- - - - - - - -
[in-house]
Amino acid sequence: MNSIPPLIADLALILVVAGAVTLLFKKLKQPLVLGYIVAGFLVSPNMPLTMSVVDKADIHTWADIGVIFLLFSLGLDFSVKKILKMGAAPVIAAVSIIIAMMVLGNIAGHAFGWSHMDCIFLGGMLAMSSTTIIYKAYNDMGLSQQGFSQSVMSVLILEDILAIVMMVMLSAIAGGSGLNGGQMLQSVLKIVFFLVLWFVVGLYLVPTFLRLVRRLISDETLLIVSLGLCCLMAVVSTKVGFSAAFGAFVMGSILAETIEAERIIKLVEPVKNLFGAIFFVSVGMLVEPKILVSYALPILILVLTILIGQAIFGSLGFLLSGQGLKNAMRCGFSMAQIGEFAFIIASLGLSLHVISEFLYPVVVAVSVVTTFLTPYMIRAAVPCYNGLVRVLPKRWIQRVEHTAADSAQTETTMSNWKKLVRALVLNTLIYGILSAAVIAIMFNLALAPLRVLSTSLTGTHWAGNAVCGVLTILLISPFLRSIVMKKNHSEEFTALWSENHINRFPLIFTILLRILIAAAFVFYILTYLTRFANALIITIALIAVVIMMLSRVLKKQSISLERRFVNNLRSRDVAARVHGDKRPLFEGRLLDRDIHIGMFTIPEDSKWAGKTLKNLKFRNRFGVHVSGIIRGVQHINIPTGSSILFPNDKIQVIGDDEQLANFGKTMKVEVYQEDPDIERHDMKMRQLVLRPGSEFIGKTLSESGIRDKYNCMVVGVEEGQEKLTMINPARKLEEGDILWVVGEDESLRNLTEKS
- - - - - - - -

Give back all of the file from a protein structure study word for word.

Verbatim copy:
[in-house]
Amino acid sequence: MNSIPPLIADLALILVVAGAVTLLFKKLKQPLVLGYIVAGFLVSPNMPLTMSVVDKADIHTWADIGVIFLLFSLGLDFSVKKILKMGAAPVIAAVSIIIAMMVLGNIAGHAFGWSHMDCIFLGGMLAMSSTTIIYKAYNDMGLSQQGFSQSVMSVLILEDILAIVMMVMLSAIAGGSGLNGGQMLQSVLKIVFFLVLWFVVGLYLVPTFLRLVRRLISDETLLIVSLGLCCLMAVVSTKVGFSAAFGAFVMGSILAETIEAERIIKLVEPVKNLFGAIFFVSVGMLVEPKILVSYALPILILVLTILIGQAIFGSLGFLLSGQGLKNAMRCGFSMAQIGEFAFIIASLGLSLHVISEFLYPVVVAVSVVTTFLTPYMIRAAVPCYNGLVRVLPKRWIQRVEHTAADSAQTETTMSNWKKLVRALVLNTLIYGILSAAVIAIMFNLALAPLRVLSTSLTGTHWAGNAVCGVLTILLISPFLRSIVMKKNHSEEFTALWSENHINRFPLIFTILLRILIAAAFVFYILTYLTRFANALIITIALIAVVIMMLSRVLKKQSISLERRFVNNLRSRDVAARVHGDKRPLFEGRLLDRDIHIGMFTIPEDSKWAGKTLKNLKFRNRFGVHVSGIIRGVQHINIPTGSSILFPNDKIQVIGDDEQLANFGKTMKVEVYQEDPDIERHDMKMRQLVLRPGSEFIGKTLSESGIRDKYNCMVVGVEEGQEKLTMINPARKLEEGDILWVVGEDESLRNLTEKS